March was a good month for Osian’s, India’s leading auction house and archive for the contemporary arts and cinema. Sales of Osian’s ‘Indian Modern and Contemporary art’ auction touched Rs 30.28 crore.The average lot price registered was Rs 31.22 lakh; 77 per cent of the 126 lots were sold. A couple of days earlier, Osian’s also announced that it had signed an agreement to sell a minority stake to Dubai-based private equity investment firm Abraaj Capital. The transaction for Rs 80 crore for a 9.4 per cent stake in Osian’s values the company at Rs 840 crore. Osian’s share price, which has been privately placed since 2001, has grown at an approximate cumulative average growth rate of 85 per cent, to reach Rs 1,600 during the latest transaction.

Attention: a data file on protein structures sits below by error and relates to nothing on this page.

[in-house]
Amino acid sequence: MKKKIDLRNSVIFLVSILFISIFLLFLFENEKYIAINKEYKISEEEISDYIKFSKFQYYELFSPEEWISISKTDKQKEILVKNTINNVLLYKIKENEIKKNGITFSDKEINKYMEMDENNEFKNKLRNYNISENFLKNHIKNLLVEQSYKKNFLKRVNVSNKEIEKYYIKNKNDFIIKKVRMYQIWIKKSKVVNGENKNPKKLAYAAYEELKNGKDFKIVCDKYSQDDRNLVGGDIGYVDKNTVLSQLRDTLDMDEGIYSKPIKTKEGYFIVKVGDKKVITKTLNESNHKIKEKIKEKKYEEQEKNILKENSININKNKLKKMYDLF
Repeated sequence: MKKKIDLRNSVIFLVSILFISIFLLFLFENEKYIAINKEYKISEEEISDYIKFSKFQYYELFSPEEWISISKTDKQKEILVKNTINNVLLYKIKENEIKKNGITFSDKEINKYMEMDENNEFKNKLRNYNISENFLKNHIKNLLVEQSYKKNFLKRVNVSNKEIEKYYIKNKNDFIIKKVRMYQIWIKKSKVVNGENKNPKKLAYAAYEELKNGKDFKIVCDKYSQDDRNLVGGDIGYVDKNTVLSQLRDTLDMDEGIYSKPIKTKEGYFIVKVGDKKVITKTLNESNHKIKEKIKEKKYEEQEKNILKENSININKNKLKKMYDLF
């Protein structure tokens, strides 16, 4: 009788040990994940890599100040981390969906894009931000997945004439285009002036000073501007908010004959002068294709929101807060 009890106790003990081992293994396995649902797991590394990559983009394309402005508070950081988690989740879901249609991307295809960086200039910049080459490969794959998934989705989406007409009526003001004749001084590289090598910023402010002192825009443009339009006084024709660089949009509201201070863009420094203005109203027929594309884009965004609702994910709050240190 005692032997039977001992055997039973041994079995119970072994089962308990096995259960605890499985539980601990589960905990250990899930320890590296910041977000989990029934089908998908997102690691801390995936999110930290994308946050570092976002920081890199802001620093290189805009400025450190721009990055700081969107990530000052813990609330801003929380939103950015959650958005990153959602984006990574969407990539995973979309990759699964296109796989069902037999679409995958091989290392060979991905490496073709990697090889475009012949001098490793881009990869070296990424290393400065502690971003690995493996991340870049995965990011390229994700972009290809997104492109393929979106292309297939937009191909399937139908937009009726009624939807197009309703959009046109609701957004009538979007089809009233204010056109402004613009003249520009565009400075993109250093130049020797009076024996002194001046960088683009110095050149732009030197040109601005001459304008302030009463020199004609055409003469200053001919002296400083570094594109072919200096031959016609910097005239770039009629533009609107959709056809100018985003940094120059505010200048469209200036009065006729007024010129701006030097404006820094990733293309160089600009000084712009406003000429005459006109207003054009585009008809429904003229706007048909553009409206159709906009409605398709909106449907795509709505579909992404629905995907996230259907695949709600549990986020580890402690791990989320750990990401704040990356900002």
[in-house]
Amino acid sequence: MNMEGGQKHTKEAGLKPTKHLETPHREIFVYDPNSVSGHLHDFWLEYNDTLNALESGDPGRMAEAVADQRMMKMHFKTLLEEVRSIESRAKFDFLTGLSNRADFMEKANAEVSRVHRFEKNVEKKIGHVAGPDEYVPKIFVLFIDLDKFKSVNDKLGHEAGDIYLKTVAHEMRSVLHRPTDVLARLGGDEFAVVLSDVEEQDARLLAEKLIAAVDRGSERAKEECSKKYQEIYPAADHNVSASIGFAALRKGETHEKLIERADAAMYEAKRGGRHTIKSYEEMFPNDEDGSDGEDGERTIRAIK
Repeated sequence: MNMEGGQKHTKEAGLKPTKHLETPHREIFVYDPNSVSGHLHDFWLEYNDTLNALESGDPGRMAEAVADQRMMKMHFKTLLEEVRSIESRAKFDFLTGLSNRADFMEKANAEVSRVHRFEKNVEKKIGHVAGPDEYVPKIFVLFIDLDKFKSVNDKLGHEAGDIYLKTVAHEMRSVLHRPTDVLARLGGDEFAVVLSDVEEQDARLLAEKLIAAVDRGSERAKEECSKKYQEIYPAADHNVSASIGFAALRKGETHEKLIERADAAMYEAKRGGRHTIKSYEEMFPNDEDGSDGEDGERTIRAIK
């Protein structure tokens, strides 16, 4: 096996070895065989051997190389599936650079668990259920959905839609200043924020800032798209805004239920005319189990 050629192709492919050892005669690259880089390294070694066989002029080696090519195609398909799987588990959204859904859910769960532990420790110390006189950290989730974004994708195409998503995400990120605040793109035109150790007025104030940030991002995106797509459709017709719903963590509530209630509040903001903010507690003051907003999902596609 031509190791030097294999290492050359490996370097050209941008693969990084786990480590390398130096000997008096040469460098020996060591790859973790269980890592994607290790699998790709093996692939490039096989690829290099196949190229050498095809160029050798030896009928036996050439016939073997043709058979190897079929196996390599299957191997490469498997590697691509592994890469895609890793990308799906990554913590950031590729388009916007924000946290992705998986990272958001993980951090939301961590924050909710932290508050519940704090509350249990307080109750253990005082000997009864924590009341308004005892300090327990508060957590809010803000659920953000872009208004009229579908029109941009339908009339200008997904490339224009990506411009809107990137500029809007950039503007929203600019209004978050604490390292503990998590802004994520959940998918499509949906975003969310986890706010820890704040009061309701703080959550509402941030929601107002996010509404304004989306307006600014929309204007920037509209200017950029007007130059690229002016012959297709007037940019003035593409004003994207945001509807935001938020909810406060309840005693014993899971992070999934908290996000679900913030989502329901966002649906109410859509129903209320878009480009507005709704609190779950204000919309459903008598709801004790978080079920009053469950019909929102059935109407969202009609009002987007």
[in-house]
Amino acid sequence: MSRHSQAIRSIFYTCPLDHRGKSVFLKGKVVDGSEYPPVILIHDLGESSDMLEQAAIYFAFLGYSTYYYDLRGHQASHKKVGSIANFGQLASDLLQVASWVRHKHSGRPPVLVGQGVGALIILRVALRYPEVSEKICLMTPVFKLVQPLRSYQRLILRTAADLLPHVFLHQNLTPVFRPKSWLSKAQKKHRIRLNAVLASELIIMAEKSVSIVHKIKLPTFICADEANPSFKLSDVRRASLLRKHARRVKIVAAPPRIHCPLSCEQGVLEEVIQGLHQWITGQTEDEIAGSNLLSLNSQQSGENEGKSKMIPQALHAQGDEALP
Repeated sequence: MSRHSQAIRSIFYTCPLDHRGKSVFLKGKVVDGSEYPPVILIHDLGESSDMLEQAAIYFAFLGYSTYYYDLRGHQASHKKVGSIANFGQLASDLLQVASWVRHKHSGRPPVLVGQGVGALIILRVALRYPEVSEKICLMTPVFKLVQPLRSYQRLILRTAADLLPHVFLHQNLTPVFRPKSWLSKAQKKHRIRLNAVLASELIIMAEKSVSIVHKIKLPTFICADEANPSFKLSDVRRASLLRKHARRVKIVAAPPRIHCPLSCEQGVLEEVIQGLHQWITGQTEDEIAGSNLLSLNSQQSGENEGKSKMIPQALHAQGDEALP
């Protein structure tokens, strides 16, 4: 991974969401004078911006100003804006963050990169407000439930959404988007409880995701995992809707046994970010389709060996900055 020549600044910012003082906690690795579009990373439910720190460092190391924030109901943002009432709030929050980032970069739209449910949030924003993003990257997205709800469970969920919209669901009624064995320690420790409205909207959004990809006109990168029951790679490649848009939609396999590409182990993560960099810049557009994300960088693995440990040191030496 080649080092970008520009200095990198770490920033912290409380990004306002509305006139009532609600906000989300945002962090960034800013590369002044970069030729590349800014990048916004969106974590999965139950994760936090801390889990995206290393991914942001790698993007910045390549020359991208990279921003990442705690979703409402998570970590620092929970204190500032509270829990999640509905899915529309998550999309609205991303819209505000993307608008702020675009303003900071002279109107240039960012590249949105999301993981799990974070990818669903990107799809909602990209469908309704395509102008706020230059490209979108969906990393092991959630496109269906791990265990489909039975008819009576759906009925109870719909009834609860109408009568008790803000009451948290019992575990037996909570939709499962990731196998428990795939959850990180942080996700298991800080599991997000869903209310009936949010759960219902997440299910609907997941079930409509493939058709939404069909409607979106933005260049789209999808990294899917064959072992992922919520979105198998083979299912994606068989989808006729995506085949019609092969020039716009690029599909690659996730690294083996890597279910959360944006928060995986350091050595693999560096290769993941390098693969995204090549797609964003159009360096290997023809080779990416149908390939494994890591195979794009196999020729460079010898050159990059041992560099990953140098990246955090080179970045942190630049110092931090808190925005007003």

“Abraaj is our fiftieth investor. We will be the first cultural institution in the world ever to go public late next year,” says a proud Neville Tuli, Founder-Chairman and CEO of Osian’s. Tuli believes that the art market in India will be largely insulated from the tremors the financial world is experiencing right now. Explains Tuli: “After 30 years of public auctions across the world, you have barely a market for 200 artists; of these 200, 40 constitute 90 per cent of the market.
Of those 40, about 10 constitute half of the market. So after 125 years, you have 10 people’s work that creates liquidity in the market. Once you have crossed that threshold, you will sustain value… come hell or shine.” Tuli says that the market for art in India which was about a million dollars in 1997 has grown to about $350-400 million (Rs 1,400-1,600 crore) today.
— T. V. Mahalingam